It’s kind of a cliche that regular exercise is good for the heart. At the same time, I have been told that with fat people, the heart works harder because it has to pump more blood around. And that obese people have a tendency to have thicker heart muscles than they otherwise would have.
It seems that extra exercise is not automatically a positive thing.
Common sense says that the main difference between (1) the thin athlete ; and (2) the fat dude whose main exercise is stuffing his face with donuts, is that the athlete’s heart gets to rest and recover from the extra exercise it gets. Another possible difference is that the fat guy is likely to be eating foods which will clog up his arteries.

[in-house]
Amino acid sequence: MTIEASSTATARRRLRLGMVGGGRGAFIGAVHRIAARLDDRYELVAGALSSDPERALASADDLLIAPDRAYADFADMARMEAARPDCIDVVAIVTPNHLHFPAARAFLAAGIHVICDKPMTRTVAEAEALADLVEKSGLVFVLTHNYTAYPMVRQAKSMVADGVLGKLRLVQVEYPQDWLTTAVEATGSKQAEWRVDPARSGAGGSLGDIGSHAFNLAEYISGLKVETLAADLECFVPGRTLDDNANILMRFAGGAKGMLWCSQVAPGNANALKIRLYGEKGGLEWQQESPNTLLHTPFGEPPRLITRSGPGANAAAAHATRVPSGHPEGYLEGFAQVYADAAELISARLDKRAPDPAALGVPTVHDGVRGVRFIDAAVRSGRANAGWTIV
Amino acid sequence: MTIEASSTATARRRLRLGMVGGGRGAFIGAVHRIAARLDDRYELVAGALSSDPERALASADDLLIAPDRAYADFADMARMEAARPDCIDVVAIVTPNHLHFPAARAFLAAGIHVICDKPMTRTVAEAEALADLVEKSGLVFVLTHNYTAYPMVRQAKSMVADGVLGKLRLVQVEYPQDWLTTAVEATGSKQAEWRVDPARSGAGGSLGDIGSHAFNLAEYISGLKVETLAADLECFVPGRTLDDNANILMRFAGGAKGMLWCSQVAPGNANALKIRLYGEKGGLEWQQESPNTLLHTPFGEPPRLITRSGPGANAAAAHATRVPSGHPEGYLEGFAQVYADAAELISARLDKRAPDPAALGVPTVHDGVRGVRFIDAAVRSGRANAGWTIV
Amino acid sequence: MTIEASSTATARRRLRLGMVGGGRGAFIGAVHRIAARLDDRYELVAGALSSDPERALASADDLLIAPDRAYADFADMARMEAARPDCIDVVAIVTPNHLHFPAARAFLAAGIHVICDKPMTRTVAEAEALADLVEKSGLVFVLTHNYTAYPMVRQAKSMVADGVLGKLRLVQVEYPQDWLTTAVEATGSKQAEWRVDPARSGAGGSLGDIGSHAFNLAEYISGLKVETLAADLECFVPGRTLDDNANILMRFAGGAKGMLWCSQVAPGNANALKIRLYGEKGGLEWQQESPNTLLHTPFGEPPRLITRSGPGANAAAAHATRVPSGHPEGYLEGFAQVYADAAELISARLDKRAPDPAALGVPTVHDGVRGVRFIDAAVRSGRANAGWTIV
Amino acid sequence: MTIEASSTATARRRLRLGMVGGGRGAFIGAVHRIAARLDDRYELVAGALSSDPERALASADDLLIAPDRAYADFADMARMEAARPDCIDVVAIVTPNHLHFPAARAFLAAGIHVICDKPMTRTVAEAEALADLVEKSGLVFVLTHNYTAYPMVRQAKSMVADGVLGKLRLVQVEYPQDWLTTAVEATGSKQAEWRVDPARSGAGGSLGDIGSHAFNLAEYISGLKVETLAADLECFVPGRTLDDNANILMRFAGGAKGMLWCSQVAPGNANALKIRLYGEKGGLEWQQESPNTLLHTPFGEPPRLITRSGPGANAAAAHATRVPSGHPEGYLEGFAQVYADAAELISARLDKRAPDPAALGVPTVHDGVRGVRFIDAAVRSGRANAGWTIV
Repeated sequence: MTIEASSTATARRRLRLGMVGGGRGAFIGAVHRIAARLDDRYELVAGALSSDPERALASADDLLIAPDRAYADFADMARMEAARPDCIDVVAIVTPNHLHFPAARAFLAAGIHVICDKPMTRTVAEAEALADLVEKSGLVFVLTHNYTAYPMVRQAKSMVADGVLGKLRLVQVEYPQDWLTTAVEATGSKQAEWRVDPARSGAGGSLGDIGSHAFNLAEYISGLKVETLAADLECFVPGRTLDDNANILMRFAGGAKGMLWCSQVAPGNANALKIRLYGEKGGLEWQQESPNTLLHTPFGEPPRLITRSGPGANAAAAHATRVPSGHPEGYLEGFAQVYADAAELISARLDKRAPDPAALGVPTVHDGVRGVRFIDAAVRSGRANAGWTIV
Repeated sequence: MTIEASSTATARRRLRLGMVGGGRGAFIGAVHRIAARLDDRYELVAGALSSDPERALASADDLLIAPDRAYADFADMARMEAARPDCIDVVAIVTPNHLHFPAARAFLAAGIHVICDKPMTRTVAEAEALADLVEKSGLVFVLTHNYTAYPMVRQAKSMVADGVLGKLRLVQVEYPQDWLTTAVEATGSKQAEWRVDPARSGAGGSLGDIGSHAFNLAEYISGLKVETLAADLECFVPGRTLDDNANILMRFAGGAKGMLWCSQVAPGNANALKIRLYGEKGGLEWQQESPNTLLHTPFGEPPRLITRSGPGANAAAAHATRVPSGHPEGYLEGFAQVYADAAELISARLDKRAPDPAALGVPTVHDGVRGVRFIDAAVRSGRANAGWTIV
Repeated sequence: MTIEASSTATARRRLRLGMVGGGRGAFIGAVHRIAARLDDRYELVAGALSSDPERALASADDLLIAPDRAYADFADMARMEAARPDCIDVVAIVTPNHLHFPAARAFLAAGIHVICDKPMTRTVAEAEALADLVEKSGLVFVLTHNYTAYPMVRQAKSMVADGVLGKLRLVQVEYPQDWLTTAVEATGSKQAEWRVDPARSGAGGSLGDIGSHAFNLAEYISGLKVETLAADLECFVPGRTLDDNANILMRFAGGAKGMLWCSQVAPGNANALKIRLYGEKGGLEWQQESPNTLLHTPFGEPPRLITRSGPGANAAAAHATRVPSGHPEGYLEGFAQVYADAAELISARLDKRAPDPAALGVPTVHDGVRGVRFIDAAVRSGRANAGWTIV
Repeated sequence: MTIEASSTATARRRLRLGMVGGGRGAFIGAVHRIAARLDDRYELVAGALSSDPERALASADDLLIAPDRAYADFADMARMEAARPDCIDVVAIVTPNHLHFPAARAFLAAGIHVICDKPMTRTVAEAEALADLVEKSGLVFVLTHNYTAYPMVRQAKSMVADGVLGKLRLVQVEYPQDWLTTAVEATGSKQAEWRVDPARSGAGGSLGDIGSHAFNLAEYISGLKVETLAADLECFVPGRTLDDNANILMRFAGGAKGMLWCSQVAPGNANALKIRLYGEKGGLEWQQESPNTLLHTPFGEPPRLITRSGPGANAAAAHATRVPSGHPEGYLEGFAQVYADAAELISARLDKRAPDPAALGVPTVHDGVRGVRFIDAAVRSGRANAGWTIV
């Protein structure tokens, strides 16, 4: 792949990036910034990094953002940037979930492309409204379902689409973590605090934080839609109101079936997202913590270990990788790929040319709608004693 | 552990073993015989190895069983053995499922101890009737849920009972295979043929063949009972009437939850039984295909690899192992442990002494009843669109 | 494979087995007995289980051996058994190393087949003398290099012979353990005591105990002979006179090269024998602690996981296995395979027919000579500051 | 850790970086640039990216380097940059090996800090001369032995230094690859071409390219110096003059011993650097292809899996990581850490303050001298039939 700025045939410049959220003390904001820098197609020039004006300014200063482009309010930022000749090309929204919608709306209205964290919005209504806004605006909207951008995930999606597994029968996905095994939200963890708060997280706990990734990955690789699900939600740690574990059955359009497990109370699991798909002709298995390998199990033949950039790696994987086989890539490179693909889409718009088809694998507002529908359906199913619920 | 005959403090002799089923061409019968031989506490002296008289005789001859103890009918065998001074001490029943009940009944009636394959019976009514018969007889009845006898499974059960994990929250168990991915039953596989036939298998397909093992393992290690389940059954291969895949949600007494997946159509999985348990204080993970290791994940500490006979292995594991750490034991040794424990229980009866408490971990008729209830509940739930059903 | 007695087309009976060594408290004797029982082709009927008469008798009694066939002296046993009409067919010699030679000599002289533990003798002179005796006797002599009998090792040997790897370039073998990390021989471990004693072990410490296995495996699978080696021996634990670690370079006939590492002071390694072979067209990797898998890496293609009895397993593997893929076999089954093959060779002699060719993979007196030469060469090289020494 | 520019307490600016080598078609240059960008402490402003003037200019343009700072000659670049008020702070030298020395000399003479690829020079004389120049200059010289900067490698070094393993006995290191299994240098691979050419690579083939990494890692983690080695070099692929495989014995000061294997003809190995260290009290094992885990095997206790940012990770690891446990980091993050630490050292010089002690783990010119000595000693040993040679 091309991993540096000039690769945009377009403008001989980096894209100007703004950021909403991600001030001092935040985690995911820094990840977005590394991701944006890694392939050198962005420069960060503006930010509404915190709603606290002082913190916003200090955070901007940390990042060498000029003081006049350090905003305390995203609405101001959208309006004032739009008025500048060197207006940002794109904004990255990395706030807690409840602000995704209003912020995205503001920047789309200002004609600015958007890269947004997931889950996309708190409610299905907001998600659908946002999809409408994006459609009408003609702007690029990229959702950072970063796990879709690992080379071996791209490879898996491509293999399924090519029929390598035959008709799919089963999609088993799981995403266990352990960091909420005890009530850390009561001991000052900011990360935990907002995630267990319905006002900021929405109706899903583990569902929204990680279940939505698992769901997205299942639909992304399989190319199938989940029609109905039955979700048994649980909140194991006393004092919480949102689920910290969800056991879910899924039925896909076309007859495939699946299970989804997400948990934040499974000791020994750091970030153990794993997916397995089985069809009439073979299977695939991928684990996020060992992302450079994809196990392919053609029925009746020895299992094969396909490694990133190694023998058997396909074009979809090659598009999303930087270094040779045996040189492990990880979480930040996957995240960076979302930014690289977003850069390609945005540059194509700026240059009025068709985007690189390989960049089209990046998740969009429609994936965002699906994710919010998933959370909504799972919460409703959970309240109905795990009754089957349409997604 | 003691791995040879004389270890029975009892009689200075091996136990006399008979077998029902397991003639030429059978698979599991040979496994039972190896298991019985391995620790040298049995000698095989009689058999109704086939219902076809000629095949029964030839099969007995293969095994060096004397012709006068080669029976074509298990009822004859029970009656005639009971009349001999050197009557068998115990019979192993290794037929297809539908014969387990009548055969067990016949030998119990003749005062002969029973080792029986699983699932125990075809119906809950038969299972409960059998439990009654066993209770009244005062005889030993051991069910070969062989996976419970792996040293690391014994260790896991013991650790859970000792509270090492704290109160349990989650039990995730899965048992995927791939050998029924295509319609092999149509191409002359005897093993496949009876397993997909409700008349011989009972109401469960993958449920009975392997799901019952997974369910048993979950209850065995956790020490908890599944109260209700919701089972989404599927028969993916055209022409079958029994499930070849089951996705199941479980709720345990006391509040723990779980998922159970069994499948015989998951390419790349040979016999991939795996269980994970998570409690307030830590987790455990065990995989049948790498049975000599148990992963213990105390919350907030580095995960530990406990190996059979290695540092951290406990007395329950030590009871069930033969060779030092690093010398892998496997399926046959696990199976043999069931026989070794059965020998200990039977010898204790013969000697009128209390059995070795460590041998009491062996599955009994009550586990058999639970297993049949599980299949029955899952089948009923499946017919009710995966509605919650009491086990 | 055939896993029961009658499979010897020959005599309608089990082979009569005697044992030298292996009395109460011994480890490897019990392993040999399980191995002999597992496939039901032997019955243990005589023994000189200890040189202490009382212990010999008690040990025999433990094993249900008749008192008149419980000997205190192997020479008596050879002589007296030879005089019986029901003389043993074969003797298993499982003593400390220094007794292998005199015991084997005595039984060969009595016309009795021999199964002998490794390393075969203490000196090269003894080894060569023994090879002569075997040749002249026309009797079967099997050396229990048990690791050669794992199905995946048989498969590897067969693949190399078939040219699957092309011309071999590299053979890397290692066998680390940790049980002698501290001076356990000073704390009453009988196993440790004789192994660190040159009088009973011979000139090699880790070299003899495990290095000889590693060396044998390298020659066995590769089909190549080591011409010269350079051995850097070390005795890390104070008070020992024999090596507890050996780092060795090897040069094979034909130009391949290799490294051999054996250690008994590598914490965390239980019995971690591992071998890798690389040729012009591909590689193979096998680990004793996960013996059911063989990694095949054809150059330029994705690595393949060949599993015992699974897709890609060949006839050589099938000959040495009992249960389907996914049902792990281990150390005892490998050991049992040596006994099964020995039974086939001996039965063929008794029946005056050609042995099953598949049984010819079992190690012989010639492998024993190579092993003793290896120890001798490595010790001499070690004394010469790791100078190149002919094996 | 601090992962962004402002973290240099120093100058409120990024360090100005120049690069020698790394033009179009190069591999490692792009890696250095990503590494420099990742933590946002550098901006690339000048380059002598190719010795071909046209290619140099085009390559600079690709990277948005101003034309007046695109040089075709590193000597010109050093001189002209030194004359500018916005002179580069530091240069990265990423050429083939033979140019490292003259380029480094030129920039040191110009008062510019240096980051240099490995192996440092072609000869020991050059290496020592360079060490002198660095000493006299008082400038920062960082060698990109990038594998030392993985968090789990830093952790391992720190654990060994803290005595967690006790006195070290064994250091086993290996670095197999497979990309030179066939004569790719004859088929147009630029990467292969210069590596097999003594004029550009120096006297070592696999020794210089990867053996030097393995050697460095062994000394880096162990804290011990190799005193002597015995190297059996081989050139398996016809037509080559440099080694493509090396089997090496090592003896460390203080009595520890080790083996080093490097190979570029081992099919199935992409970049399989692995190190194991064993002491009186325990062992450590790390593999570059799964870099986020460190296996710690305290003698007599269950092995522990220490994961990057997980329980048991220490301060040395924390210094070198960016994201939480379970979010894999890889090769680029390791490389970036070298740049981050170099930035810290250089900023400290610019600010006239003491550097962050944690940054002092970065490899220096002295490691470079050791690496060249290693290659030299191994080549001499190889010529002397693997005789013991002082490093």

Of course, one can also look at anecdotal examples like Ron Daws, a world class distance runner who died at the age of 55 from a heart attack. Examples like this provide evidence for the “too much exercise” hypothesis.
So my question is this:
Why does the heart strain from regular, moderate exercise seem to be a lot better for your heart than the heart strain from being obese? If it is mainly the difference between constant and intermittent strain, is there any research to back this up? If so, what is the ideal amount of exercise for cardiovascular health?
Also, how much of a missing variable is diet? In other words, to what extent are fat people more likely to have heart attacks simply because their obesity is a proxy for eating a lot of junk food?